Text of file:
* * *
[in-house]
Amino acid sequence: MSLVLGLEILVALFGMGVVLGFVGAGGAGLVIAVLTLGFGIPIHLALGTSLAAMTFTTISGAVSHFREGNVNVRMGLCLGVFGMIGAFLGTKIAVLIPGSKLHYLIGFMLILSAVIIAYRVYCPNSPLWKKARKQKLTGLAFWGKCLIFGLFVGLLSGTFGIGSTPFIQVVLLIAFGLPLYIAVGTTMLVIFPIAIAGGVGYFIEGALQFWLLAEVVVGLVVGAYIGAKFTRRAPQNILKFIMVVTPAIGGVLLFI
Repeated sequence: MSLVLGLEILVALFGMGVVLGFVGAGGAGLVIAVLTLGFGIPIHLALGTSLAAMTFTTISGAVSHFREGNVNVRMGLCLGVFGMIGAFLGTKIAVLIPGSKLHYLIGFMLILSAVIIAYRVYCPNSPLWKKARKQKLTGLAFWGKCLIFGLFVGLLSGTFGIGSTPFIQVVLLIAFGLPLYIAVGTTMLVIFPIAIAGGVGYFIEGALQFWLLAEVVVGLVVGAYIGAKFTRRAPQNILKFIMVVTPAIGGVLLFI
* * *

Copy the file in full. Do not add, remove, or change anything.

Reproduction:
[in-house]
Amino acid sequence: MSLVLGLEILVALFGMGVVLGFVGAGGAGLVIAVLTLGFGIPIHLALGTSLAAMTFTTISGAVSHFREGNVNVRMGLCLGVFGMIGAFLGTKIAVLIPGSKLHYLIGFMLILSAVIIAYRVYCPNSPLWKKARKQKLTGLAFWGKCLIFGLFVGLLSGTFGIGSTPFIQVVLLIAFGLPLYIAVGTTMLVIFPIAIAGGVGYFIEGALQFWLLAEVVVGLVVGAYIGAKFTRRAPQNILKFIMVVTPAIGGVLLFI
Repeated sequence: MSLVLGLEILVALFGMGVVLGFVGAGGAGLVIAVLTLGFGIPIHLALGTSLAAMTFTTISGAVSHFREGNVNVRMGLCLGVFGMIGAFLGTKIAVLIPGSKLHYLIGFMLILSAVIIAYRVYCPNSPLWKKARKQKLTGLAFWGKCLIFGLFVGLLSGTFGIGSTPFIQVVLLIAFGLPLYIAVGTTMLVIFPIAIAGGVGYFIEGALQFWLLAEVVVGLVVGAYIGAKFTRRAPQNILKFIMVVTPAIGGVLLFI